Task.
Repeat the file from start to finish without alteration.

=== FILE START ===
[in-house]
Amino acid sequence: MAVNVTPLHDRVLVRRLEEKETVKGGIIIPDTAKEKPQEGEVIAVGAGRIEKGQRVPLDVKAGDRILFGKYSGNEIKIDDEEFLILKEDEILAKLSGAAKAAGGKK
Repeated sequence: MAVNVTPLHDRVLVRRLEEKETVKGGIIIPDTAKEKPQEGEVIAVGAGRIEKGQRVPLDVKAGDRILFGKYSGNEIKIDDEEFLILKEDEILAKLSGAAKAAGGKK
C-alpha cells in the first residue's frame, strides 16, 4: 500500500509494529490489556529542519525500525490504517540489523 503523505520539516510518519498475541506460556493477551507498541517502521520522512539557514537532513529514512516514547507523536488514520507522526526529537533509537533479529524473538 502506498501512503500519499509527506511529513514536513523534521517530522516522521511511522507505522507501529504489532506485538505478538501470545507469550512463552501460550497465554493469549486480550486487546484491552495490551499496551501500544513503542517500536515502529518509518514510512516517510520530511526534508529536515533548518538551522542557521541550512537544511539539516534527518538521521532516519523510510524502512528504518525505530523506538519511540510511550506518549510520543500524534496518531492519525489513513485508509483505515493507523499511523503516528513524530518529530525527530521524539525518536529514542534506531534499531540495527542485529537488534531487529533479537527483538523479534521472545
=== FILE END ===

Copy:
[in-house]
Amino acid sequence: MAVNVTPLHDRVLVRRLEEKETVKGGIIIPDTAKEKPQEGEVIAVGAGRIEKGQRVPLDVKAGDRILFGKYSGNEIKIDDEEFLILKEDEILAKLSGAAKAAGGKK
Repeated sequence: MAVNVTPLHDRVLVRRLEEKETVKGGIIIPDTAKEKPQEGEVIAVGAGRIEKGQRVPLDVKAGDRILFGKYSGNEIKIDDEEFLILKEDEILAKLSGAAKAAGGKK
C-alpha cells in the first residue's frame, strides 16, 4: 500500500509494529490489556529542519525500525490504517540489523 503523505520539516510518519498475541506460556493477551507498541517502521520522512539557514537532513529514512516514547507523536488514520507522526526529537533509537533479529524473538 502506498501512503500519499509527506511529513514536513523534521517530522516522521511511522507505522507501529504489532506485538505478538501470545507469550512463552501460550497465554493469549486480550486487546484491552495490551499496551501500544513503542517500536515502529518509518514510512516517510520530511526534508529536515533548518538551522542557521541550512537544511539539516534527518538521521532516519523510510524502512528504518525505530523506538519511540510511550506518549510520543500524534496518531492519525489513513485508509483505515493507523499511523503516528513524530518529530525527530521524539525518536529514542534506531534499531540495527542485529537488534531487529533479537527483538523479534521472545